Friday, December 23, 2011

Christmas & the Cross (Part 1)

by Pastor Joe

The Word for Today: Psalm 40:1-10

Mark this: Psalm 40:7 -- Then I said, "Here I am, I have come-- it is written about me in the scroll."

Thirty three years is not much, time wise. After all, 1978 was not so long ago. That's when the ill fated Susan B. Anthony Dollar Coins went into circulation. (These glorified quarters lasted a few sorry years.) It might have been a while since you last saw one, but it wouldn't take long at all to procure one (but that supposes you want one in the first place!)

For the next three days, we are attempting to link two historical events that are roughly 33 years apart. Christmas & the Cross. Unfortunately, for most people, including many Christians, these two events seem much further apart than that. In our modern world, Christmas has been divorced from the Cross. The Nativity has been rent asunder from Good Friday. In the eyes of most people, those events might have well have been 3,333 years apart.

Our modern culture can't get enough of its schmaltzy, watered down version of Christmas. It can't get far enough away from the cruel execution of Jesus on the Cross. That's why, if you want to make a movie about the cross (say The Passion of the Christ [2006]) you are met with hostility and hatred and false accusations from the beginning. But if you want to make a movie about Christmas, (say the Nativity Story [2006]) there are no such objections.

But we at Stand in the Rain ain't going out like that! In fact, its our contention that the Bible links those two days irrevocably. So just in time for all your Christmas festivities, here's a healthy dose of the cross:


King David wrote Psalm 40, so it's no surprise that his distant offspring would be mentioned here. Jesus has this fascinating habit of popping up in least expected places in the First of our two Testaments. How--dare we say--messianic of Him.

In this Psalm, David certainly has noble motives and communicates wonderful truths. What a testimony of deliverance and restoration, of worship and recounting of God's faithfulness. David even seems to understand the proper place of ceremonial sacrifices and offerings (something that nearly all the world gets wrong.) But when we come to verse 7, we see where David ends and where Christ enters in. You see, David could not ultimately and perfectly carry out God's will. Nor could any of us. As hard as we try, as much as we might desire, our best is never good enough.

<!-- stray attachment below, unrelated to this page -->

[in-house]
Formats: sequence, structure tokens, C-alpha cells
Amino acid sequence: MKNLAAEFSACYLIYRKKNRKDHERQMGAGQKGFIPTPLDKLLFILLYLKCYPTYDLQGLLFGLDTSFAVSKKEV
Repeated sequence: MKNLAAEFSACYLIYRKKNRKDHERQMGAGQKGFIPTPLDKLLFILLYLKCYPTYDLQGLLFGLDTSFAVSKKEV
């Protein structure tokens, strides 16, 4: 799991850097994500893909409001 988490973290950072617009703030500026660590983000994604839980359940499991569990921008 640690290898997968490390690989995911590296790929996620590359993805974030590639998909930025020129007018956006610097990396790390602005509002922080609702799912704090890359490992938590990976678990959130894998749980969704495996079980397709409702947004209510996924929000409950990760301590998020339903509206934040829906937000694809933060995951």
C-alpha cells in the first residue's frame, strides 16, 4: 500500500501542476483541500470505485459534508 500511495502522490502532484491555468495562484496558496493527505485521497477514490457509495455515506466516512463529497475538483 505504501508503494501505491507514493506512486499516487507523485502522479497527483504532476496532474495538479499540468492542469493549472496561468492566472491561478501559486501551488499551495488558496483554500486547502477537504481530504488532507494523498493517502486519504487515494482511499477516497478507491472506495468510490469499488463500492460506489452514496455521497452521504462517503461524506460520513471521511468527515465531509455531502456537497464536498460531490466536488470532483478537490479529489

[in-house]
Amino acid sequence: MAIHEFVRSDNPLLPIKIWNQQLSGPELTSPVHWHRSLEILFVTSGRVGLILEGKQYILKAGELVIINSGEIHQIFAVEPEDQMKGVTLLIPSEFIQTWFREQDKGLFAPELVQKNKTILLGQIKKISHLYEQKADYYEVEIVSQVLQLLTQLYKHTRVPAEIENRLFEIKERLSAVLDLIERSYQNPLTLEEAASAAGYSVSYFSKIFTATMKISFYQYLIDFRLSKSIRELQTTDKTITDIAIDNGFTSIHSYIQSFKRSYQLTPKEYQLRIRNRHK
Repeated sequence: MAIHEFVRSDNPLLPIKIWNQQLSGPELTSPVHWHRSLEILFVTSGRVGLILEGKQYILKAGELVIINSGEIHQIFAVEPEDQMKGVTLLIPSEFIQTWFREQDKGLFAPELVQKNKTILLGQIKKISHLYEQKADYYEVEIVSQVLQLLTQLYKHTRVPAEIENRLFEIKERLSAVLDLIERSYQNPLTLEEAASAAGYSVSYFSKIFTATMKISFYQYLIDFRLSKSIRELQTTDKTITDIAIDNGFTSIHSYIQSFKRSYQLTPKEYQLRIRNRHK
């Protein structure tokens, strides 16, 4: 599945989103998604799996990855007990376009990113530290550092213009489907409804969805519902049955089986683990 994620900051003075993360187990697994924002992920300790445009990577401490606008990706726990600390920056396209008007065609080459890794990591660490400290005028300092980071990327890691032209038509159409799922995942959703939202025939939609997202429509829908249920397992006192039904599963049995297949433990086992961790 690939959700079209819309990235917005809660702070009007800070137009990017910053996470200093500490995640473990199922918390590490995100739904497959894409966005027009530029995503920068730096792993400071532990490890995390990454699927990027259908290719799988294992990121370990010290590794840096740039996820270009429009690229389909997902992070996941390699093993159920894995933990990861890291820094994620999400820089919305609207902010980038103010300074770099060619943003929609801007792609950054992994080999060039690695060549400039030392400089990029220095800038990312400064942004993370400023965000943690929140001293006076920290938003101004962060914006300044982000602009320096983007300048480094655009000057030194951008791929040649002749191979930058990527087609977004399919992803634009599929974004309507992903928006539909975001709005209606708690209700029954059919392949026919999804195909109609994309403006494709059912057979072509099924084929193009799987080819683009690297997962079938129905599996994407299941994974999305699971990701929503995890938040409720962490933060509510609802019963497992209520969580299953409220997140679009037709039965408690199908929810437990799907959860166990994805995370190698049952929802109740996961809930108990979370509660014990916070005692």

But in Christmas we have hope, because One is born who actually could.
From His first breath in that musty stable, to that time when He was twelve and supposedly lost in His Father's house--"I must be about My Father’s business(1)"--to His very first sermon in which He declared boldly, “Today this scripture is fulfilled in your hearing (2),” and ultimately, to the cross, He alone has come and done the whole will of God.

The author of Hebrews understood this, and this is why he connected Christ to Psalm 40.
Therefore, when Christ came into the world, He said:
“Sacrifice and offering you did not desire,
but a body you prepared for me;
with burnt offerings and sin offerings you were not pleased.
Then I said, ‘Here I am—it is written about me in the scroll—
I have come to do your will, O God.’”(3)

What is the result of one who actually could keep God's covenant flawlessly? Its exactly this: "we have been made holy through the sacrifice of the body of Jesus Christ once for all (4)."

"And that, Charlie Brown, is what Christmas is all about (5)."  Thank God that it's all written in the scroll.

(1) Luke 2:49 (NJKV)
(2) Luke 4
(3) Hebrews 10:5-7
(4) Hebrews 10:14
(5) 1 Linus 22:27

1 comment:

  1. Good grief...I'm still looking for 1 Linus 22:27... (!!!)